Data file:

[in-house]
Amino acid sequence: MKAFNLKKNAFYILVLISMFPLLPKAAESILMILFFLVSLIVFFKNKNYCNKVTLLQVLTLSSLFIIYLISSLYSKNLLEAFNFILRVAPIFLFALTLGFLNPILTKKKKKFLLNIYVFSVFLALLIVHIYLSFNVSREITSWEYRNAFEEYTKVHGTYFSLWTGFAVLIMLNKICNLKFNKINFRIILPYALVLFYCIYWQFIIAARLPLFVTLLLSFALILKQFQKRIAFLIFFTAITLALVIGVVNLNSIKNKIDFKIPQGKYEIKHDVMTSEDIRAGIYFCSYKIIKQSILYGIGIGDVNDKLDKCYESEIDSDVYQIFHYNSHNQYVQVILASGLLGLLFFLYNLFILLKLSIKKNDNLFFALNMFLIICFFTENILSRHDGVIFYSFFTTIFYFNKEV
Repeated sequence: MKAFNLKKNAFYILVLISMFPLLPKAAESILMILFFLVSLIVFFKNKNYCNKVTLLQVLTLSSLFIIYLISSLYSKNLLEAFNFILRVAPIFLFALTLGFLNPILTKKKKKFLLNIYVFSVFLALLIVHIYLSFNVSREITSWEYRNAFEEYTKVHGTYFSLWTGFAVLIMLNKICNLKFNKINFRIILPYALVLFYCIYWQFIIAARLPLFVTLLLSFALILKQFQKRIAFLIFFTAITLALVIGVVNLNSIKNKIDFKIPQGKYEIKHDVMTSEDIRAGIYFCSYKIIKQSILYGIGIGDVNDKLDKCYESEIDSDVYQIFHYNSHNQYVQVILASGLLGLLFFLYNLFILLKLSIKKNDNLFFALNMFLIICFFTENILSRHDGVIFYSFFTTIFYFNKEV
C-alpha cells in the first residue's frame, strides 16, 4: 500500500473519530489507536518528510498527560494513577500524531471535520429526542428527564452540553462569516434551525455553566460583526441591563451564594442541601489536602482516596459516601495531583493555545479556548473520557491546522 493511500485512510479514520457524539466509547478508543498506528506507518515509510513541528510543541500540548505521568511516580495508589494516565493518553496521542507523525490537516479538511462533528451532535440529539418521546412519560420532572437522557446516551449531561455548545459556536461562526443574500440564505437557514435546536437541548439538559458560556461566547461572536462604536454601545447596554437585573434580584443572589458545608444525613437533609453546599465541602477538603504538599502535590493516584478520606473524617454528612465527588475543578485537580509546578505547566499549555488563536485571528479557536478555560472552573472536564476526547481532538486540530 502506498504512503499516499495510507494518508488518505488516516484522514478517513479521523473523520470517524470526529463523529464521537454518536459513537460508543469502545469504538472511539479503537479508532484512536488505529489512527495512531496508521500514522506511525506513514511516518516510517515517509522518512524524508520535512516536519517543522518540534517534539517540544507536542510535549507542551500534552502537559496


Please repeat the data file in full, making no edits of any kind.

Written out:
[in-house]
Amino acid sequence: MKAFNLKKNAFYILVLISMFPLLPKAAESILMILFFLVSLIVFFKNKNYCNKVTLLQVLTLSSLFIIYLISSLYSKNLLEAFNFILRVAPIFLFALTLGFLNPILTKKKKKFLLNIYVFSVFLALLIVHIYLSFNVSREITSWEYRNAFEEYTKVHGTYFSLWTGFAVLIMLNKICNLKFNKINFRIILPYALVLFYCIYWQFIIAARLPLFVTLLLSFALILKQFQKRIAFLIFFTAITLALVIGVVNLNSIKNKIDFKIPQGKYEIKHDVMTSEDIRAGIYFCSYKIIKQSILYGIGIGDVNDKLDKCYESEIDSDVYQIFHYNSHNQYVQVILASGLLGLLFFLYNLFILLKLSIKKNDNLFFALNMFLIICFFTENILSRHDGVIFYSFFTTIFYFNKEV
Repeated sequence: MKAFNLKKNAFYILVLISMFPLLPKAAESILMILFFLVSLIVFFKNKNYCNKVTLLQVLTLSSLFIIYLISSLYSKNLLEAFNFILRVAPIFLFALTLGFLNPILTKKKKKFLLNIYVFSVFLALLIVHIYLSFNVSREITSWEYRNAFEEYTKVHGTYFSLWTGFAVLIMLNKICNLKFNKINFRIILPYALVLFYCIYWQFIIAARLPLFVTLLLSFALILKQFQKRIAFLIFFTAITLALVIGVVNLNSIKNKIDFKIPQGKYEIKHDVMTSEDIRAGIYFCSYKIIKQSILYGIGIGDVNDKLDKCYESEIDSDVYQIFHYNSHNQYVQVILASGLLGLLFFLYNLFILLKLSIKKNDNLFFALNMFLIICFFTENILSRHDGVIFYSFFTTIFYFNKEV
C-alpha cells in the first residue's frame, strides 16, 4: 500500500473519530489507536518528510498527560494513577500524531471535520429526542428527564452540553462569516434551525455553566460583526441591563451564594442541601489536602482516596459516601495531583493555545479556548473520557491546522 493511500485512510479514520457524539466509547478508543498506528506507518515509510513541528510543541500540548505521568511516580495508589494516565493518553496521542507523525490537516479538511462533528451532535440529539418521546412519560420532572437522557446516551449531561455548545459556536461562526443574500440564505437557514435546536437541548439538559458560556461566547461572536462604536454601545447596554437585573434580584443572589458545608444525613437533609453546599465541602477538603504538599502535590493516584478520606473524617454528612465527588475543578485537580509546578505547566499549555488563536485571528479557536478555560472552573472536564476526547481532538486540530 502506498504512503499516499495510507494518508488518505488516516484522514478517513479521523473523520470517524470526529463523529464521537454518536459513537460508543469502545469504538472511539479503537479508532484512536488505529489512527495512531496508521500514522506511525506513514511516518516510517515517509522518512524524508520535512516536519517543522518540534517534539517540544507536542510535549507542551500534552502537559496